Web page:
Thursday, November 24, 2011

different perspectives

I've signed up Met membership for a while now but have only gone back once.  So last weekend, after my visit to B&H (what an amazing store), I decided to make a trip uptown to revisit a few of my favorite artworks.

Met's lighting condition was quite dim that day.  Maybe it's because I was there late in the afternoon and it's already getting dark outside, so there was not much light coming from the skylight.  Using the highest ISO setting of 1600, a lot of my photos turned out to be super noisy and honestly, somewhat disgusting.  The reason why the photos in this post turned out okay is because the subjects were very close to the display lights.  So this tells me that I need to be smarter in dim lighting situations - maximizing the available light source and not relying on high ISO all the time.

There's a bigger realization - after coming home and reviewing all the photos, I discovered that if there's no clear intent and I just go with innate preferences, I may never really improve.  The photos are not too bad but really, the composition and the style are what I'm used to and have taken something similar before.  The second photo shows a bit of movement with a person walking into the frame.  That's something different and I could've experiment more of that.  I guess the key is to become more aware of the moment and its surroundings, so you can inject interesting elements on the spot.

Just like being an observer at the museum and looking at the artwork through others, I need to develop different perspectives through the viewfinder too.  I know this takes time but it's something I should always think about whenever I pick up the camera.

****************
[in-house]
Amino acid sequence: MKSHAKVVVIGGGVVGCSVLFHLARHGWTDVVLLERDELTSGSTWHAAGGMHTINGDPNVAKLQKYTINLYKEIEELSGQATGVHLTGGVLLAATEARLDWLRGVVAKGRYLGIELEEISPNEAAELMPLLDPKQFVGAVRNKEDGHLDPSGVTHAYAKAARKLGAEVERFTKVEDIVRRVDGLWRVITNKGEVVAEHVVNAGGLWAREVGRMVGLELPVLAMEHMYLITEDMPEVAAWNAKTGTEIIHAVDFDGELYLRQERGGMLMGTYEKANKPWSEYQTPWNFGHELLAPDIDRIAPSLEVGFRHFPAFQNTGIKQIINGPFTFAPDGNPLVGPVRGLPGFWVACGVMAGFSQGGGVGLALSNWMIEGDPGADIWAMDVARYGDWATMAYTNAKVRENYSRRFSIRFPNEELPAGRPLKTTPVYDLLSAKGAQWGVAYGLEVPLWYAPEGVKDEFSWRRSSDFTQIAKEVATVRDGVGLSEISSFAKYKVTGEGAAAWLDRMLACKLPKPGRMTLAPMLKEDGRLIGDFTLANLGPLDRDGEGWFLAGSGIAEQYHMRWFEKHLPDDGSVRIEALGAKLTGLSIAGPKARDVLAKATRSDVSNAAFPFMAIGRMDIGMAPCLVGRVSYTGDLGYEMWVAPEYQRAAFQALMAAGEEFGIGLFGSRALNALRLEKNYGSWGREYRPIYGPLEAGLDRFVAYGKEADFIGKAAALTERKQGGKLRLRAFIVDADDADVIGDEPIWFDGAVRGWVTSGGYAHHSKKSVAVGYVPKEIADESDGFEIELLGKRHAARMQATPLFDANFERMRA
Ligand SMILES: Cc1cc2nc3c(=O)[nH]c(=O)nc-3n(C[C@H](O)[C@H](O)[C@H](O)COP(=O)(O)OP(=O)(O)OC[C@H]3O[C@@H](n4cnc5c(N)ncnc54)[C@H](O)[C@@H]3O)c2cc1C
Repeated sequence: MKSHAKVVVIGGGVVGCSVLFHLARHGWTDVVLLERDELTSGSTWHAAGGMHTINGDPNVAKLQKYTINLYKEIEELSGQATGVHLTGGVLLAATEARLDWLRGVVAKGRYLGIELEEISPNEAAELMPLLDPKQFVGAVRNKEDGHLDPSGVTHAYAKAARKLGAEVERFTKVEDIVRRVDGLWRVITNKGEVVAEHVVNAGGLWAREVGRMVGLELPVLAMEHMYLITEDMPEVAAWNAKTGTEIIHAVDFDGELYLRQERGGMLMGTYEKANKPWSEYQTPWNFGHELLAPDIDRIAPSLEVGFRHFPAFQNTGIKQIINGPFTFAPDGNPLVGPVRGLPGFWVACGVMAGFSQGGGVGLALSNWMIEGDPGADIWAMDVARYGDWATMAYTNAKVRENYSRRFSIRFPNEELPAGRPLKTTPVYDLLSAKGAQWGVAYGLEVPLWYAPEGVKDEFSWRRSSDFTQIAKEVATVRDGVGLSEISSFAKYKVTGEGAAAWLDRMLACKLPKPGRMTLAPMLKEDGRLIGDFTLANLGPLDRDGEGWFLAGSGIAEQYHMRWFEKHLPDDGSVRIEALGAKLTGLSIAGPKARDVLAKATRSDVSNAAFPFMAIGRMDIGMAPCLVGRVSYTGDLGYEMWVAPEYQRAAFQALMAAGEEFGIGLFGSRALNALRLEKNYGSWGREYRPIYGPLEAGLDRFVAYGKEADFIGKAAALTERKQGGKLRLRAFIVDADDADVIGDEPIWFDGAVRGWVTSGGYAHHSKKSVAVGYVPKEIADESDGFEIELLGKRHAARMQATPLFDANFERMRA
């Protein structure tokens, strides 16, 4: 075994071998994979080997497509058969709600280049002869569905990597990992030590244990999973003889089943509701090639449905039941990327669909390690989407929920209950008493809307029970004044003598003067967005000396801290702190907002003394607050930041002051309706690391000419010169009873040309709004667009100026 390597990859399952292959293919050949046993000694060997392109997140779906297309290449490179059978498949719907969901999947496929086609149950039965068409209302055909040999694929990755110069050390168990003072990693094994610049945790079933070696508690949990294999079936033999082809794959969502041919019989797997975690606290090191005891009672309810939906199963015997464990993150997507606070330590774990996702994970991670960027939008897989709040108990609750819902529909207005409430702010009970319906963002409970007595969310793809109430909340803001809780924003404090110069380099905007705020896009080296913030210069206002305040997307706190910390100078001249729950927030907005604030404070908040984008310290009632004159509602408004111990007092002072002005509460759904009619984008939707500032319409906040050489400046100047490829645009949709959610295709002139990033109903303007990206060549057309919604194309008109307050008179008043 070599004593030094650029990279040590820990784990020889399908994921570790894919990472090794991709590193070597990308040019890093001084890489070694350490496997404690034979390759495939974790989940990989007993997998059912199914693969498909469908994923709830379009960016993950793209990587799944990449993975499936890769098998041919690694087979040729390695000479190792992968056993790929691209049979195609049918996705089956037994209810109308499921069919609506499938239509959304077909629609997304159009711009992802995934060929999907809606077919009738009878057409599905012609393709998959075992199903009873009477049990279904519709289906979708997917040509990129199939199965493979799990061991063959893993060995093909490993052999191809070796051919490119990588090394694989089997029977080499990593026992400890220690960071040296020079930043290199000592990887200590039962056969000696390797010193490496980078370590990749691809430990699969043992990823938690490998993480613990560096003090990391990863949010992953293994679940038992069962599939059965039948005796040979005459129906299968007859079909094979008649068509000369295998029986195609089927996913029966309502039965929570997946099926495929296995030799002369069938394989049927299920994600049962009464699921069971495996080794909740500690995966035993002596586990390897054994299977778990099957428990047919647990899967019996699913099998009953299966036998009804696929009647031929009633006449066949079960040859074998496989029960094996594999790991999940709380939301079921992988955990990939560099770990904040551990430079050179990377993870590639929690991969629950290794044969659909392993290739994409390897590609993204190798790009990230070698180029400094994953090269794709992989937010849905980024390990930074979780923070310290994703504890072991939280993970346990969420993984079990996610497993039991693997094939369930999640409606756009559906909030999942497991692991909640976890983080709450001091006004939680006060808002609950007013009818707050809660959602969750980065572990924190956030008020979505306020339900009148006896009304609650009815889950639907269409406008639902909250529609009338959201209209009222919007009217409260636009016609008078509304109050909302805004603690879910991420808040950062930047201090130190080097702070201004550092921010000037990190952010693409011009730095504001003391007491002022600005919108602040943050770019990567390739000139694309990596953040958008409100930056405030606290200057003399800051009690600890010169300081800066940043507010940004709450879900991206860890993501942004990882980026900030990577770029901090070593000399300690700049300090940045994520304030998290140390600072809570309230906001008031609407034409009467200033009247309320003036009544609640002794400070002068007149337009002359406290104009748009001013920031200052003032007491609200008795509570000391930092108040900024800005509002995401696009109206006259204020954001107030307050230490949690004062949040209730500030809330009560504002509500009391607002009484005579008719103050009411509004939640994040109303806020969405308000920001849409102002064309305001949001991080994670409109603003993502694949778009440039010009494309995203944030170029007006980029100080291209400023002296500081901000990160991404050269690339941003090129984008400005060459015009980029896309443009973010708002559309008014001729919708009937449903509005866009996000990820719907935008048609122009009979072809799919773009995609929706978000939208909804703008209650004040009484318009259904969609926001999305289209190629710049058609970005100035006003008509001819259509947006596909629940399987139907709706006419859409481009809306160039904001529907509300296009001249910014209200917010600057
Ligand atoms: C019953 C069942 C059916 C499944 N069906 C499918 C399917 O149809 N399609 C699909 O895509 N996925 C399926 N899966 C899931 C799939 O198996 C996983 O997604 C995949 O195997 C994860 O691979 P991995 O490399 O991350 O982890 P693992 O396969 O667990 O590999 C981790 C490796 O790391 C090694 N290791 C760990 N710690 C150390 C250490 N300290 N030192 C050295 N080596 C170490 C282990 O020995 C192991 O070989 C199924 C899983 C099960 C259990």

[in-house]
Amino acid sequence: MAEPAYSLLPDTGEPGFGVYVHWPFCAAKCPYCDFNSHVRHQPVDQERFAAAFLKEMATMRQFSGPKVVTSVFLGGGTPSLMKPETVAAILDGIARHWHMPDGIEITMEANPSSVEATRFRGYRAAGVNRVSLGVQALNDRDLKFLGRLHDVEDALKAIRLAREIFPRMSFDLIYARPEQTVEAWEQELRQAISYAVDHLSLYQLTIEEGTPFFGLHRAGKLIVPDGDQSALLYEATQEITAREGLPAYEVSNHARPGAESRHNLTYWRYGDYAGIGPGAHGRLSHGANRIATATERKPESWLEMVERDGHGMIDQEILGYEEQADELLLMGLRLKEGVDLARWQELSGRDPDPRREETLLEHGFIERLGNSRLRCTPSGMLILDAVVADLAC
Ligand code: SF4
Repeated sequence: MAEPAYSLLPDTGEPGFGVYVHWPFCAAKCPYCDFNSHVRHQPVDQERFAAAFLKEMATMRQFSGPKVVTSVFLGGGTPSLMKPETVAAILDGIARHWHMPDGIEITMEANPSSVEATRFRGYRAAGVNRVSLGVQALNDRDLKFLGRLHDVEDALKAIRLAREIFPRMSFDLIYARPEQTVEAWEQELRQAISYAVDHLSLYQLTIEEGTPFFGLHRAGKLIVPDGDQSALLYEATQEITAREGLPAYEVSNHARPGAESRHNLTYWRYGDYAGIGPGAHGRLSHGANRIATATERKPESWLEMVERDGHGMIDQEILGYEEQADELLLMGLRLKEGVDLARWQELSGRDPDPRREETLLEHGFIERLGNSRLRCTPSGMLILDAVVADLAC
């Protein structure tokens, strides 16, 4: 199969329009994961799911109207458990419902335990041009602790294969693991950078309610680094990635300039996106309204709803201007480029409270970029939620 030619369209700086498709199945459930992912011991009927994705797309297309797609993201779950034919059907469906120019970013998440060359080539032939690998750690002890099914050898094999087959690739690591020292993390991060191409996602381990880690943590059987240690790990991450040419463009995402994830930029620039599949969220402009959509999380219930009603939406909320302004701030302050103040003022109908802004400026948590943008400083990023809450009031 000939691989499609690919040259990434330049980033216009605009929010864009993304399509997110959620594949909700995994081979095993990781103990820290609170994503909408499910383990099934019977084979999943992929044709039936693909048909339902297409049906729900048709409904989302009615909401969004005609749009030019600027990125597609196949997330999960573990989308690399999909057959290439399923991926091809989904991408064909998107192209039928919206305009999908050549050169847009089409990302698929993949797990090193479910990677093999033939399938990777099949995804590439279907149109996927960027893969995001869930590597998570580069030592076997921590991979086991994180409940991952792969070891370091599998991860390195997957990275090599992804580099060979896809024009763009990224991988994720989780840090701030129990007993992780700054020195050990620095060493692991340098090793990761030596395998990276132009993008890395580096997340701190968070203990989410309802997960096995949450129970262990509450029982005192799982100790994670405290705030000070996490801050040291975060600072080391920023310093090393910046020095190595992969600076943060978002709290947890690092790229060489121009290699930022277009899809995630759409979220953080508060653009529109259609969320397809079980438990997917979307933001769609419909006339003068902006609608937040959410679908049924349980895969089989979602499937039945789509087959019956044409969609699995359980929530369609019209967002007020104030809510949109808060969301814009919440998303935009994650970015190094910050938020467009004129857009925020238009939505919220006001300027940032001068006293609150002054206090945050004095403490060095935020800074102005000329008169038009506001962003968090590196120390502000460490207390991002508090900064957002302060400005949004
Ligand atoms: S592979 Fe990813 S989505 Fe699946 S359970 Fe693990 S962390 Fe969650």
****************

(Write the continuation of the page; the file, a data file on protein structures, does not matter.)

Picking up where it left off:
Thursday, November 3, 2011

lights and reflections

I took these shots without a tripod so they're not as crisp and sharp as they should be.  Night scenes are something I really need to practice more seriously - which means I need to drag my lazy butt out in the cold with a tripod... and maybe with a cup of hot chocolate!

Compare these photos with what I've posted previously, it made me realize how New York is truly an amazing city for photographers.  You can pretty much shoot anything and everything, and they can all end up inspiring you one way or another.  For example, the first photo here.  I was on my way to Penn Station to take the train home, and decided to stop by ICP to look at the Empire State building and its reflection on another high-rise.  I never thought I would end up shooting something like this.  It just somehow appeared in my viewfinder and I knew I found something magical.  I guess sometimes it's all about being at the right place at the right time - with an open mind.

new york in colors

Dear friend w saw my last post of New York in b&w and now she wants to see the same photos in colors - so here they are.

I personally prefer the b&w version.  But regardless of individual preferences, it's quite obvious that b&w or color photos, depending on how you present them, tell very different stories.

Some may think that switching the same photo between b&w and colors is a snap, but it's not.  A lot of effort is needed to make sure you produce a consistent color tone, texture and feel - especially when you're presenting multiple photos at the same time.  I have to say I didn't do such a fantastic job here.  The 3rd photo seems almost out of place.  It doesn't really have the same vibe as the first two, although I tried to make them look as consistent as possible...  This really shows that post-processing is a very import part of the photography workflow.  Gosh, I still have so much to learn!